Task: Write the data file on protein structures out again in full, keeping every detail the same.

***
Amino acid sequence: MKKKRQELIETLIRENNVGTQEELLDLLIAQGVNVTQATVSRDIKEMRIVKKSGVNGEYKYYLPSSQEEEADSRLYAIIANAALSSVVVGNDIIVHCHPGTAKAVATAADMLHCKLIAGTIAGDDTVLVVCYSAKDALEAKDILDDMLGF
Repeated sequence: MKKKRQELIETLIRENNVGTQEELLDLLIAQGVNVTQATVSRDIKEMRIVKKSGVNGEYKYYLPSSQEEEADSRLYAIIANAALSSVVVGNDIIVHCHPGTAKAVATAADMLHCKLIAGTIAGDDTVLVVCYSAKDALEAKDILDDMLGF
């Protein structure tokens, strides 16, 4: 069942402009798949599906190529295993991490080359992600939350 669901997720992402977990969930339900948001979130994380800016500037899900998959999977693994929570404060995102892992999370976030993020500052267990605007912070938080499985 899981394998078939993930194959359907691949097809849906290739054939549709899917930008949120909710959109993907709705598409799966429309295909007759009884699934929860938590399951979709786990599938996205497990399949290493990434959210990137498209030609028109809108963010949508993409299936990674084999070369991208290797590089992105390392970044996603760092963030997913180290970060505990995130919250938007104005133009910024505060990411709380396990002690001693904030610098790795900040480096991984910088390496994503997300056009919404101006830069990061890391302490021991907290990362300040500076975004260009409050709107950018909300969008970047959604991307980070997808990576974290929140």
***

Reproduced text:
Amino acid sequence: MKKKRQELIETLIRENNVGTQEELLDLLIAQGVNVTQATVSRDIKEMRIVKKSGVNGEYKYYLPSSQEEEADSRLYAIIANAALSSVVVGNDIIVHCHPGTAKAVATAADMLHCKLIAGTIAGDDTVLVVCYSAKDALEAKDILDDMLGF
Repeated sequence: MKKKRQELIETLIRENNVGTQEELLDLLIAQGVNVTQATVSRDIKEMRIVKKSGVNGEYKYYLPSSQEEEADSRLYAIIANAALSSVVVGNDIIVHCHPGTAKAVATAADMLHCKLIAGTIAGDDTVLVVCYSAKDALEAKDILDDMLGF
């Protein structure tokens, strides 16, 4: 069942402009798949599906190529295993991490080359992600939350 669901997720992402977990969930339900948001979130994380800016500037899900998959999977693994929570404060995102892992999370976030993020500052267990605007912070938080499985 899981394998078939993930194959359907691949097809849906290739054939549709899917930008949120909710959109993907709705598409799966429309295909007759009884699934929860938590399951979709786990599938996205497990399949290493990434959210990137498209030609028109809108963010949508993409299936990674084999070369991208290797590089992105390392970044996603760092963030997913180290970060505990995130919250938007104005133009910024505060990411709380396990002690001693904030610098790795900040480096991984910088390496994503997300056009919404101006830069990061890391302490021991907290990362300040500076975004260009409050709107950018909300969008970047959604991307980070997808990576974290929140």